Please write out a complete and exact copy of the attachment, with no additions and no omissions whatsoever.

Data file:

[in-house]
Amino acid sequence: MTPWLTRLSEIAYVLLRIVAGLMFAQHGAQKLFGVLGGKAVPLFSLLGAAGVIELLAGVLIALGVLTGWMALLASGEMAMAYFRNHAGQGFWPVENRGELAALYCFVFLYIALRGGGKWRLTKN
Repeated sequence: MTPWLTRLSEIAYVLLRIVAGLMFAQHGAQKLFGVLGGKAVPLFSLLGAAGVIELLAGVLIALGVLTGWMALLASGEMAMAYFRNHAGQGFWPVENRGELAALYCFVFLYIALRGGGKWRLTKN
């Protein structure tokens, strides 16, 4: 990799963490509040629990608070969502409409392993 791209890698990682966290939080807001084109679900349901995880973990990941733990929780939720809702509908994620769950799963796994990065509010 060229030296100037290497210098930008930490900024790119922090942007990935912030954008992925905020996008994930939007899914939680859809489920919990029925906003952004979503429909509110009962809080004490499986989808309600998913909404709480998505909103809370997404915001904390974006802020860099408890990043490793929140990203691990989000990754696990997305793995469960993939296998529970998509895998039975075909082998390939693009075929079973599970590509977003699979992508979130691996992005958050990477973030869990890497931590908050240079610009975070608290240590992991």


[in-house]
Amino acid sequence: MTPWLTRLSEIAYVLLRIVAGLMFAQHGAQKLFGVLGGKAVPLFSLLGAAGVIELLAGVLIALGVLTGWMALLASGEMAMAYFRNHAGQGFWPVENRGELAALYCFVFLYIALRGGGKWRLTKN
Repeated sequence: MTPWLTRLSEIAYVLLRIVAGLMFAQHGAQKLFGVLGGKAVPLFSLLGAAGVIELLAGVLIALGVLTGWMALLASGEMAMAYFRNHAGQGFWPVENRGELAALYCFVFLYIALRGGGKWRLTKN
């Protein structure tokens, strides 16, 4: 990799963490509040629990608070969502409409392993 791209890698990682966290939080807001084109679900349901995880973990990941733990929780939720809702509908994620769950799963796994990065509010 060229030296100037290497210098930008930490900024790119922090942007990935912030954008992925905020996008994930939007899914939680859809489920919990029925906003952004979503429909509110009962809080004490499986989808309600998913909404709480998505909103809370997404915001904390974006802020860099408890990043490793929140990203691990989000990754696990997305793995469960993939296998529970998509895998039975075909082998390939693009075929079973599970590509977003699979992508979130691996992005958050990477973030869990890497931590908050240079610009975070608290240590992991």